[When the whole human race were involved in Adam’s guilt and misery, God could no more look upon them with the smallest measure of complacency. Before he could cast an eye of love upon so much as one single soul, its sins must all be expiated; and a perfect righteousness must be given to it; and its every desire must be renewed. But how could all this be effected? It could be effected only through the mediation of God’s only dear Son, and by the operation of his own Almighty and eternal Spirit. To exercise mercy, was God’s desire: and that he might exercise it in consistency with his own immaculate holiness, he determined to give his only-begotten Son, that through him, and in his sacred person, his hatred of sin might be made manifest; and to give his Holy Spirit also, that, through his effectual agency, his love of holiness might be displayed. Tell me, then, whether this does not confirm the declaration in my text? To all eternity, God will not look upon any sinner that is not washed in the blood of Christ, and clothed in his unspotted righteousness: nor will he ever look on one who is not “renewed in the spirit of his mind,” and transformed by the Holy Ghost into that very image of the Deity which sin has effaced.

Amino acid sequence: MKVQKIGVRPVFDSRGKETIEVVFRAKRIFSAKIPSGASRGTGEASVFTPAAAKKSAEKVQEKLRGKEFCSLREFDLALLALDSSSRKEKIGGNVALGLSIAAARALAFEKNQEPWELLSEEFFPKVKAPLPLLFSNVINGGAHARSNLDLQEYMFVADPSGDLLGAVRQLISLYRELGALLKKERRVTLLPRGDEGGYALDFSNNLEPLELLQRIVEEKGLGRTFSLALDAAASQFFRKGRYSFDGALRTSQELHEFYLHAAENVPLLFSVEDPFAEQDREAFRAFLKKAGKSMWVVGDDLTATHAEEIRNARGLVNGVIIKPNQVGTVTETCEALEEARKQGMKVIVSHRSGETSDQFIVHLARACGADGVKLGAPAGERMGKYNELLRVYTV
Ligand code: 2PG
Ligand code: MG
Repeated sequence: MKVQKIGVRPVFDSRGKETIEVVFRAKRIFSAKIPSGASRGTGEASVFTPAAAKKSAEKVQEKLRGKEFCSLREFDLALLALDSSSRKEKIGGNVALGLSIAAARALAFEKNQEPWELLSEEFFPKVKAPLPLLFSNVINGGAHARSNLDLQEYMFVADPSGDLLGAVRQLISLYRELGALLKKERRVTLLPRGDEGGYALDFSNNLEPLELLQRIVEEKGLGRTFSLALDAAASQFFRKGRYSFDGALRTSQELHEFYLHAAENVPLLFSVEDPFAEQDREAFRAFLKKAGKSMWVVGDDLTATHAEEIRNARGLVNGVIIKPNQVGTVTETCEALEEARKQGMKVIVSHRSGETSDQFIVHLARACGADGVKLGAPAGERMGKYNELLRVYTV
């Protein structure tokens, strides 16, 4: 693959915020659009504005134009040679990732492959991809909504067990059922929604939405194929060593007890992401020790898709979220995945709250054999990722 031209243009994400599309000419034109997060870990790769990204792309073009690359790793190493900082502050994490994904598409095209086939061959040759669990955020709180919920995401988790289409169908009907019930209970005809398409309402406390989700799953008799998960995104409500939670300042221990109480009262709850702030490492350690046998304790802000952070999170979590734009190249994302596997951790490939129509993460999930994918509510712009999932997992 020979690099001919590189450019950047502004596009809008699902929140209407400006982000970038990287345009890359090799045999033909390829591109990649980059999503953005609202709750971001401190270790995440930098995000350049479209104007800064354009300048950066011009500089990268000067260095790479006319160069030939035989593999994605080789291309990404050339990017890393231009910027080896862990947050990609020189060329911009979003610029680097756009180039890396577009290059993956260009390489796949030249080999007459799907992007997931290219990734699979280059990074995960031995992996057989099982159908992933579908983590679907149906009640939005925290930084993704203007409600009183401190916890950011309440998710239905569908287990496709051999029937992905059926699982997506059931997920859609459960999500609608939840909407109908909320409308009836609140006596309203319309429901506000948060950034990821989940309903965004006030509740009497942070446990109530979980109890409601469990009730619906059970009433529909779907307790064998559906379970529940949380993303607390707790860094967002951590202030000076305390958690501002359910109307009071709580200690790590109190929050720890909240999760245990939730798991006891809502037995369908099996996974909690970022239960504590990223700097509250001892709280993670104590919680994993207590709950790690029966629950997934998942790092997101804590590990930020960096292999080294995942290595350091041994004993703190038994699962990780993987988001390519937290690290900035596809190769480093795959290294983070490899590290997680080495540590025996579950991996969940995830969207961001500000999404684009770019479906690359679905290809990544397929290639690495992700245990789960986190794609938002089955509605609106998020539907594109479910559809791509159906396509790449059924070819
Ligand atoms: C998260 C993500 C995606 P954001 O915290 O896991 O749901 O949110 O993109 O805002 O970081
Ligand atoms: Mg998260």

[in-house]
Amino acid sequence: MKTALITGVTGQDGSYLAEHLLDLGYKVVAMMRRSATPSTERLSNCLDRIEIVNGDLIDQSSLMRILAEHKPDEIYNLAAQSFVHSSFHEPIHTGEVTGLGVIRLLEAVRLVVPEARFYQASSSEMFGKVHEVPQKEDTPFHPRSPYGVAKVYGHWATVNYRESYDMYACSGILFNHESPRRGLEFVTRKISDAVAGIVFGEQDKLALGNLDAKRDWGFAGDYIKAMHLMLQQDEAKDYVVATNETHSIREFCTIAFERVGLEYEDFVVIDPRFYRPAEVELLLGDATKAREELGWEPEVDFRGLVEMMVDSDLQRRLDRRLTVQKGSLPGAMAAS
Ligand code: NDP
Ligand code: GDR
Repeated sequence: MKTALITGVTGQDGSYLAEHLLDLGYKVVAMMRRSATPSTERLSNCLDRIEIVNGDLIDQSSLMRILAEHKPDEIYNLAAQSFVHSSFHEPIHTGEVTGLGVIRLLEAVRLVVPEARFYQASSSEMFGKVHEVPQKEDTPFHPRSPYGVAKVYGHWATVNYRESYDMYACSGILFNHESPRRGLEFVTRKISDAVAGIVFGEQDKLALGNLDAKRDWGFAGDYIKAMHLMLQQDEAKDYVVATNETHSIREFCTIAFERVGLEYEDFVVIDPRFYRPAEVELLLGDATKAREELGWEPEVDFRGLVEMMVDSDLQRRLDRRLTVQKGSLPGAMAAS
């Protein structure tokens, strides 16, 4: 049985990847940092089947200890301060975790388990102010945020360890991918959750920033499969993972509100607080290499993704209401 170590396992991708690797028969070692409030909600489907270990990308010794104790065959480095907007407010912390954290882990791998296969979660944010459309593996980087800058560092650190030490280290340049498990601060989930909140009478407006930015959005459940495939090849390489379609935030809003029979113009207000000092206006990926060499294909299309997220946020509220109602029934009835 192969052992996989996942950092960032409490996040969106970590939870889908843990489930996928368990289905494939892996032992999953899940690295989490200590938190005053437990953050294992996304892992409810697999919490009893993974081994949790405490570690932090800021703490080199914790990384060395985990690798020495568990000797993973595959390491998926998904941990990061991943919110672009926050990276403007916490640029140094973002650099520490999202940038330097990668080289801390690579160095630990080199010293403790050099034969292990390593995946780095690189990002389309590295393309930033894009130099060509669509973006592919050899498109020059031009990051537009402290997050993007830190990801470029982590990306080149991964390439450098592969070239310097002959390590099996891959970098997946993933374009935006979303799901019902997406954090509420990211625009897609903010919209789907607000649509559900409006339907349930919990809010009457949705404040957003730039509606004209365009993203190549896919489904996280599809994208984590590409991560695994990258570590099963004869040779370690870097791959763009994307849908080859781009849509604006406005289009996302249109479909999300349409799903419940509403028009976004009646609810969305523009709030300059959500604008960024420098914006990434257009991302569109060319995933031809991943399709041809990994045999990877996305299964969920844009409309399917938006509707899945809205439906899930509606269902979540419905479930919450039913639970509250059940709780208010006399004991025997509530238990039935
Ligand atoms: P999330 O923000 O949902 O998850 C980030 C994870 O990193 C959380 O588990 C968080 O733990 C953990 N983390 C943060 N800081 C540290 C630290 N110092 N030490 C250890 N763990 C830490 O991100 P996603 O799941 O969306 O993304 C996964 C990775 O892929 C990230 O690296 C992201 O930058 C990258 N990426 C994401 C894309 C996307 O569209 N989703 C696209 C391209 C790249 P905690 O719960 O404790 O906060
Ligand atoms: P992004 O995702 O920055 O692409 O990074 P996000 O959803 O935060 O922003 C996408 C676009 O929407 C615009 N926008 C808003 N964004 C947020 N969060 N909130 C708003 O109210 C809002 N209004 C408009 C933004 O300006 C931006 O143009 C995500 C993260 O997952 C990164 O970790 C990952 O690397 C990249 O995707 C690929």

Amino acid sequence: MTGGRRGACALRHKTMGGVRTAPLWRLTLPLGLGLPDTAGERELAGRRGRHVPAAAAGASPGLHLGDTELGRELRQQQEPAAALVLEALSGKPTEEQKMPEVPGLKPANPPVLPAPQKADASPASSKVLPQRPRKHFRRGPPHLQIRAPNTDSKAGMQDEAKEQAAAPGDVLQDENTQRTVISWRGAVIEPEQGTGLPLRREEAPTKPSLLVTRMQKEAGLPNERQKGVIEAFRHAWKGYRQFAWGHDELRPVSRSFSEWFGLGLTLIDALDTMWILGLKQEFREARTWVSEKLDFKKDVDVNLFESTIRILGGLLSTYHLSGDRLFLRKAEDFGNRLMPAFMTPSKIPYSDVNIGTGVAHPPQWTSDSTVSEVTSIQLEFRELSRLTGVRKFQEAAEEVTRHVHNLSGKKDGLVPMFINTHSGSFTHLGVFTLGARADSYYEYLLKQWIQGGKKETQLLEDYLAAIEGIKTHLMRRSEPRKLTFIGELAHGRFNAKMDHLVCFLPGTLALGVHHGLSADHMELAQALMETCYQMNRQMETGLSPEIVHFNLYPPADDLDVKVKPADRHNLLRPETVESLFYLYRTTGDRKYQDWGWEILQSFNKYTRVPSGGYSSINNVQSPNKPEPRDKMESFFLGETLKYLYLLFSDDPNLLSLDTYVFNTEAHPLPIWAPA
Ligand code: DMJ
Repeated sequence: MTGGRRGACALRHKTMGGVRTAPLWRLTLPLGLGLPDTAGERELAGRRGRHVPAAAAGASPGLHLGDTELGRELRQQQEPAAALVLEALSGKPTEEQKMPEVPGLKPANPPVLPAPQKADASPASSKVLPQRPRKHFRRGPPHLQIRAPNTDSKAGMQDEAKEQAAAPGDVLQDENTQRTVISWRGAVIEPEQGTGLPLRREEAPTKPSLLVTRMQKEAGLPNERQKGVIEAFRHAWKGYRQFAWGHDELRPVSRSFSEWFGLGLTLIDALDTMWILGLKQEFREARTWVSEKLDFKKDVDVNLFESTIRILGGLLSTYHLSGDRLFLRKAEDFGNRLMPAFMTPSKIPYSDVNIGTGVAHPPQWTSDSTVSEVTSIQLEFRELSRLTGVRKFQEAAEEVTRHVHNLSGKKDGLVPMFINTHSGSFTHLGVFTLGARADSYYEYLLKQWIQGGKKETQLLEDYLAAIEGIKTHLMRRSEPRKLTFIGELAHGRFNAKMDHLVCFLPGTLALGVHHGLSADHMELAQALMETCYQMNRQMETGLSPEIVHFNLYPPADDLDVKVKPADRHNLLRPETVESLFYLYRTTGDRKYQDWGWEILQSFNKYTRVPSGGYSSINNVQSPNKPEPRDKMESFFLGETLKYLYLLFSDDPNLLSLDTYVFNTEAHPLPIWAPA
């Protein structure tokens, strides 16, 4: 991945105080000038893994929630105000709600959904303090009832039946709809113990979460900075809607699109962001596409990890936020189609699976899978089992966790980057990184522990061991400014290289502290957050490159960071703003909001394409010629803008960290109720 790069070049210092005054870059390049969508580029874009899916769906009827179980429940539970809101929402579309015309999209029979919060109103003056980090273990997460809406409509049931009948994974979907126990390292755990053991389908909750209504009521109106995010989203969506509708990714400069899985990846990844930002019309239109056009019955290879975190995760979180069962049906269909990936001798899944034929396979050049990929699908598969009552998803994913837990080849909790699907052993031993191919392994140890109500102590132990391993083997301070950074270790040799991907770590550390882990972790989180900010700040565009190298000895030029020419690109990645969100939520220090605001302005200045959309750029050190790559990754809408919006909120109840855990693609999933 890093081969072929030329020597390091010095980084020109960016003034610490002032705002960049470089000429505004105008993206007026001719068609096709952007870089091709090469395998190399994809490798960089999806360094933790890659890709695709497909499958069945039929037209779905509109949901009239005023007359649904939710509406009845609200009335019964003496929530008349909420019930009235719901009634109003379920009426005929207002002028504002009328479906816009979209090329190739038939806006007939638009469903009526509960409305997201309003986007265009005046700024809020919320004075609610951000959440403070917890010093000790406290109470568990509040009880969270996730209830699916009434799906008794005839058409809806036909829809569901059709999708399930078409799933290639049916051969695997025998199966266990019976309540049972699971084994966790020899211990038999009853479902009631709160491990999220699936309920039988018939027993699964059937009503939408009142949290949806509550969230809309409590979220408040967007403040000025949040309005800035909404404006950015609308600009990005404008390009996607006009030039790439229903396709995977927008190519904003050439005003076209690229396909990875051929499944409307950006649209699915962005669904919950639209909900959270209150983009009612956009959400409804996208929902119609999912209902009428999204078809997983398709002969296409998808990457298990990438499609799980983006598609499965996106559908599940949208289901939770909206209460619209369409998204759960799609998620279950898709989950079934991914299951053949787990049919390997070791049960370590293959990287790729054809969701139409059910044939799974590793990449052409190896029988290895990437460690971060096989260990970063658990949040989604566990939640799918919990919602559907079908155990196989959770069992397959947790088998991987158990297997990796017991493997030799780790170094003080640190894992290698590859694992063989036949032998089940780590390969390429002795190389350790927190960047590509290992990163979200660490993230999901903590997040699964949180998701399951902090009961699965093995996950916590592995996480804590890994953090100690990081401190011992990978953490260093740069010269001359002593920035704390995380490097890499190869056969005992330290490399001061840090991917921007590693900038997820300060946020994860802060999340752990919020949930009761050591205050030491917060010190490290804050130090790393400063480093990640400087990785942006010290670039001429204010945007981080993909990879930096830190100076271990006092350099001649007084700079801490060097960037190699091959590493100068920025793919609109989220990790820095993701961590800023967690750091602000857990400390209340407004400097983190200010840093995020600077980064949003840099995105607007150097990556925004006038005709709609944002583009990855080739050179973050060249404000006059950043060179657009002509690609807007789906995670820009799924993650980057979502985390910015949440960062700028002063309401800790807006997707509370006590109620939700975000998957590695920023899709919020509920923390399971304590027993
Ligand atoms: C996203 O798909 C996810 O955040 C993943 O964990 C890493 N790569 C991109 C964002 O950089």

Verily, let these things be considered; and you will say, that “God is of purer eyes than to behold evil, and cannot look upon iniquity:” for when sin was found upon his only dear Son, and that only by imputation, the cup of God’s indignation must be drunk by him, even to the very dregs: nor, till that was done, should any soul of man find mercy at his hands.]

This truth being so clear, let us consider,

II.      What lessons it inculcates on every one of us—

Of the admiration which this sublime character of the Deity demands, I shall forbear to speak. I will notice only those more plain and obvious duties, which are of prime importance to every child of man. This view, then, of God’s holiness, may teach us all,

1.       To repent of our former sins—